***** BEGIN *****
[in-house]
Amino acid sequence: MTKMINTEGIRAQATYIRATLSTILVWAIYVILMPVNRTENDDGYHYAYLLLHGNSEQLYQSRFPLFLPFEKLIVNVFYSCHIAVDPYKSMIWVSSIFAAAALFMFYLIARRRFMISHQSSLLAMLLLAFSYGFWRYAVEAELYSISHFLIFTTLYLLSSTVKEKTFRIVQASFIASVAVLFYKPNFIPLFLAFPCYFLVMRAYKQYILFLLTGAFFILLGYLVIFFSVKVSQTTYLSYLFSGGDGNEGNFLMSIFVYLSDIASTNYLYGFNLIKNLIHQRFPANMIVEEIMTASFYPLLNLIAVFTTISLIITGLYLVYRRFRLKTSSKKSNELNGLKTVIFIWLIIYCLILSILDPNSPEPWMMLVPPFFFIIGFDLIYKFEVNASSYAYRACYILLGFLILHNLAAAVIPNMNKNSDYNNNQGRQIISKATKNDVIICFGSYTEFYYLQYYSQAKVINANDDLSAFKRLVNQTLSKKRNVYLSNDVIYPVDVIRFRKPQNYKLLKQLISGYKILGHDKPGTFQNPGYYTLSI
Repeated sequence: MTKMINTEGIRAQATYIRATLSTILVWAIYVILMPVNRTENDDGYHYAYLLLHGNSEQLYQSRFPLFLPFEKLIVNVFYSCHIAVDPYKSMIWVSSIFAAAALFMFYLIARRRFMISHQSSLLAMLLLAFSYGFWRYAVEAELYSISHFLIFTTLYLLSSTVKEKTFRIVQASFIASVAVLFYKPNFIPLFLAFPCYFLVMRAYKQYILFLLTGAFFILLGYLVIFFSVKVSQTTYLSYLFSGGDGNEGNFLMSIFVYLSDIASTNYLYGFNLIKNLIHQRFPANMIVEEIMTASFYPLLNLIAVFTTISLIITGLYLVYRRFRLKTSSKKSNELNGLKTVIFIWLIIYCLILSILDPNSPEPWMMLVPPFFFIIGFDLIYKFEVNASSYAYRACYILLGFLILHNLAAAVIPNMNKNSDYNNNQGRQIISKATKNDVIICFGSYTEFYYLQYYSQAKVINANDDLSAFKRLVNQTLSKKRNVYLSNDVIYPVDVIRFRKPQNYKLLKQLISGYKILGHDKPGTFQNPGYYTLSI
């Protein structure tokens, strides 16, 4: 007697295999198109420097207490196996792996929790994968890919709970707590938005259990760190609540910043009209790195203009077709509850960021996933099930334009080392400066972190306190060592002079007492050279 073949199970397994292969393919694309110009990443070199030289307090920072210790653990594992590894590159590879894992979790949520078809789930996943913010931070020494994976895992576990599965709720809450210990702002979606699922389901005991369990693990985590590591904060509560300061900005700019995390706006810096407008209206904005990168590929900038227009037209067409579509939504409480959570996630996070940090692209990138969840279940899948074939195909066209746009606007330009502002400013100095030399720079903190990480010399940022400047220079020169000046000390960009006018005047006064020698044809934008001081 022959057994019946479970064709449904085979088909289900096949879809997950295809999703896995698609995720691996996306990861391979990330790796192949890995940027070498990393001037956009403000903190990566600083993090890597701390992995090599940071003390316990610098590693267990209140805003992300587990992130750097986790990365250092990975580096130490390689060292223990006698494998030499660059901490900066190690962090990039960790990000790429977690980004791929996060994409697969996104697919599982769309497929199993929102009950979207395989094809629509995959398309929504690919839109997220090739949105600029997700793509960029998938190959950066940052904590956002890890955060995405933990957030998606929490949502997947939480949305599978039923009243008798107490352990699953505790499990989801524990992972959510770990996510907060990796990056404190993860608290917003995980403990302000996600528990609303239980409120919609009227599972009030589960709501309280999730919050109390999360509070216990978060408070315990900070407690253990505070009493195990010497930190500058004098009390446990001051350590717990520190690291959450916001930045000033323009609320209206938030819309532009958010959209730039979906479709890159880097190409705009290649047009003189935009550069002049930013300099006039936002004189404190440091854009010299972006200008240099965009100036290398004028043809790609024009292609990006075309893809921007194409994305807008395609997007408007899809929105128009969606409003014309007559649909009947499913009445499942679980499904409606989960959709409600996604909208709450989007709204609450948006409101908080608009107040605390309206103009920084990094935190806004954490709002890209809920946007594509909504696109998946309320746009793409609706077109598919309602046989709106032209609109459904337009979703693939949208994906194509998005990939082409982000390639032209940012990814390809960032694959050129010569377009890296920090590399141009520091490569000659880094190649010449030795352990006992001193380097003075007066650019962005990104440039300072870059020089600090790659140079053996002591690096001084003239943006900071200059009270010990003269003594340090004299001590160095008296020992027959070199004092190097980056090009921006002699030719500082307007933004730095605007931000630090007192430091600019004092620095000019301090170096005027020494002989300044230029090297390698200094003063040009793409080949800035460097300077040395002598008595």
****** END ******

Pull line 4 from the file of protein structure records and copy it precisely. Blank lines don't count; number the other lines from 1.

């Protein structure tokens, strides 16, 4: 007697295999198109420097207490196996792996929790994968890919709970707590938005259990760190609540910043009209790195203009077709509850960021996933099930334009080392400066972190306190060592002079007492050279 073949199970397994292969393919694309110009990443070199030289307090920072210790653990594992590894590159590879894992979790949520078809789930996943913010931070020494994976895992576990599965709720809450210990702002979606699922389901005991369990693990985590590591904060509560300061900005700019995390706006810096407008209206904005990168590929900038227009037209067409579509939504409480959570996630996070940090692209990138969840279940899948074939195909066209746009606007330009502002400013100095030399720079903190990480010399940022400047220079020169000046000390960009006018005047006064020698044809934008001081 022959057994019946479970064709449904085979088909289900096949879809997950295809999703896995698609995720691996996306990861391979990330790796192949890995940027070498990393001037956009403000903190990566600083993090890597701390992995090599940071003390316990610098590693267990209140805003992300587990992130750097986790990365250092990975580096130490390689060292223990006698494998030499660059901490900066190690962090990039960790990000790429977690980004791929996060994409697969996104697919599982769309497929199993929102009950979207395989094809629509995959398309929504690919839109997220090739949105600029997700793509960029998938190959950066940052904590956002890890955060995405933990957030998606929490949502997947939480949305599978039923009243008798107490352990699953505790499990989801524990992972959510770990996510907060990796990056404190993860608290917003995980403990302000996600528990609303239980409120919609009227599972009030589960709501309280999730919050109390999360509070216990978060408070315990900070407690253990505070009493195990010497930190500058004098009390446990001051350590717990520190690291959450916001930045000033323009609320209206938030819309532009958010959209730039979906479709890159880097190409705009290649047009003189935009550069002049930013300099006039936002004189404190440091854009010299972006200008240099965009100036290398004028043809790609024009292609990006075309893809921007194409994305807008395609997007408007899809929105128009969606409003014309007559649909009947499913009445499942679980499904409606989960959709409600996604909208709450989007709204609450948006409101908080608009107040605390309206103009920084990094935190806004954490709002890209809920946007594509909504696109998946309320746009793409609706077109598919309602046989709106032209609109459904337009979703693939949208994906194509998005990939082409982000390639032209940012990814390809960032694959050129010569377009890296920090590399141009520091490569000659880094190649010449030795352990006992001193380097003075007066650019962005990104440039300072870059020089600090790659140079053996002591690096001084003239943006900071200059009270010990003269003594340090004299001590160095008296020992027959070199004092190097980056090009921006002699030719500082307007933004730095605007931000630090007192430091600019004092620095000019301090170096005027020494002989300044230029090297390698200094003063040009793409080949800035460097300077040395002598008595």